Turning because she hated the sight of such beauty, Spinster Rhianon replied, Gabrielle,
you are a kind, gentle, and wise young woman. You will be the best negotiator of the village. Fetch next weeks food supply
for no more that what you are given in spending money. Go quickly and do not let me down!
Again, Gabrielles brow furrowed
with concern. This was not her usual task. Nor was she ever given money! But, wanting to appease their savior, Gabrielle agreed
and bade the spinster farewell.
Cheerfully, Gabrielle walked the path through the forest which lay between home and
the village. She sang to the larks and , lo, if they werent shamed by her voice. As before, on this, her third trip, the forest
creatures were drawn to Gabrielles melancholy song. The faun again joined her with lyre and voice. When their song had faded,
the unicorn, the centaur, the elves and faeries came forward. The faun spoke.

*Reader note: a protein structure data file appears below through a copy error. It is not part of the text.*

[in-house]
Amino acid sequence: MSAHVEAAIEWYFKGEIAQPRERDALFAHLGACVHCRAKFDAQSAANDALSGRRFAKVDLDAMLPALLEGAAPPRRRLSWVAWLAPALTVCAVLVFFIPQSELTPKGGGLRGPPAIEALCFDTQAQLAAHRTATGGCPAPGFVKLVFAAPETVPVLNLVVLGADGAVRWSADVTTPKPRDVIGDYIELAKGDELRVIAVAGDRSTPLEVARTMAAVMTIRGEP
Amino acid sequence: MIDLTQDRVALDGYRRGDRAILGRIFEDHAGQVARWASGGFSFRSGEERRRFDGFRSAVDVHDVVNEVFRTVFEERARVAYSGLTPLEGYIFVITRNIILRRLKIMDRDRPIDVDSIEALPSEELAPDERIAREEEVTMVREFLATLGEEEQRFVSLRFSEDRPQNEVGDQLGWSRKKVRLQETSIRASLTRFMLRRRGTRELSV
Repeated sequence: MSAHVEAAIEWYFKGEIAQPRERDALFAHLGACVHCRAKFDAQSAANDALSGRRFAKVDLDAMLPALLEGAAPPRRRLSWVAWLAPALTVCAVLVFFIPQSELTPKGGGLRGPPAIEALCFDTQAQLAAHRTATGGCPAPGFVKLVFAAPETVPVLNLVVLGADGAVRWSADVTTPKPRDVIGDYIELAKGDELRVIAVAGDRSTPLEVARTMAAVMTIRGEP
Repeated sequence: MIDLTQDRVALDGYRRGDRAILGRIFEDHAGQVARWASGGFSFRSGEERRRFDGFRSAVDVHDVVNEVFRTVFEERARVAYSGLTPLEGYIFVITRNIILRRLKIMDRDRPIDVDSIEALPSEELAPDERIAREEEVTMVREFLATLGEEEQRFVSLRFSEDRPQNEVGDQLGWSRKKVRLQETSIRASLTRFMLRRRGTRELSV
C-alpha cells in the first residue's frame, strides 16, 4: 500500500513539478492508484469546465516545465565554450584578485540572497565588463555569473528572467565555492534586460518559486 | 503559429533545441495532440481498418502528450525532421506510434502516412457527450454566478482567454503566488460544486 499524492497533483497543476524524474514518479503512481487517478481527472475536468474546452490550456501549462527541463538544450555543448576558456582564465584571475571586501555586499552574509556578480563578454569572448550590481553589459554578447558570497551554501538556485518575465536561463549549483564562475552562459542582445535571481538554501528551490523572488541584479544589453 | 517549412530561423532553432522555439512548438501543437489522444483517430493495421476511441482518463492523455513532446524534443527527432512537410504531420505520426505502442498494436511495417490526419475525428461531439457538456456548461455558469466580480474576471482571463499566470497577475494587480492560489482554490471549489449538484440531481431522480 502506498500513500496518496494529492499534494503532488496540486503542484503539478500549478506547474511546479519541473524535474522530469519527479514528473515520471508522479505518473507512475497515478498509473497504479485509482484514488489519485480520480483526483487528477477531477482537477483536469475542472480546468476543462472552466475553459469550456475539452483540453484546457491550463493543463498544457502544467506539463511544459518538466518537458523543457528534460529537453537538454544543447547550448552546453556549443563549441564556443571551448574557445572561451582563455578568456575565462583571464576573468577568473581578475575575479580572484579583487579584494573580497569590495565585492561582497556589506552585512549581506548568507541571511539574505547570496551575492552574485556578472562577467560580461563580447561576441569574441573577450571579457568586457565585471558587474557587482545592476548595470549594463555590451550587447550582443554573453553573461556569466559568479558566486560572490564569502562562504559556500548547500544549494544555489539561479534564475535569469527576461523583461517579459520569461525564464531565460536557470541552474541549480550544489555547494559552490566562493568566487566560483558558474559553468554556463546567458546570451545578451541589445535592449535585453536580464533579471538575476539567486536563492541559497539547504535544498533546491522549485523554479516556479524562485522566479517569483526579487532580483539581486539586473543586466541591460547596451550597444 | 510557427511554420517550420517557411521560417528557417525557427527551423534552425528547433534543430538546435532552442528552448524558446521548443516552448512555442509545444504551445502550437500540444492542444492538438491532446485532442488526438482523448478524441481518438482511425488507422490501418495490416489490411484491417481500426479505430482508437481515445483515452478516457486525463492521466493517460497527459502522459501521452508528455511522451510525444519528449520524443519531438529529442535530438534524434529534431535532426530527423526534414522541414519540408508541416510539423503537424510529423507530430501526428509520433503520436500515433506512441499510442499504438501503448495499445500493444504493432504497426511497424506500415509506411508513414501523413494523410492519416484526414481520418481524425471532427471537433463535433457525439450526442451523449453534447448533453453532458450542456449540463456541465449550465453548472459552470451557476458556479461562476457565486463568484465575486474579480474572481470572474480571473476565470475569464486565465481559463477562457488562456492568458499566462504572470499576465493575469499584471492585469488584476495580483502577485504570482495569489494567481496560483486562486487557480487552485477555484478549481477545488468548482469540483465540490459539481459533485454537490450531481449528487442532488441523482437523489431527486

Gabrielle, Child of Man, we know what
you seek. In the village there shall be a noble man. He will make for you a good life.
Bewildered by what he had said,
she pressed him further. Sir! Do tell of what man you speak.
Between Gabrielles visits in the forest, the good creatures
there had discovered the source of Gabrielles unhappiness. Through magic they had prepared to send Gabrielle her hearts desire,
even if it meant they could no longer behold her beauty.
The faun wore an amused smile. Dear sweet child. He is the
man you have pined for as many a day in a year. He will Love you now, as before.
Confused, Gabrielle turned to ask the
faun more, but he and the others were gone.
Slowly, Gabrielle walked to the village market place. There upon a fine
mount, sat her father.
Brandi Ulrich Amunrud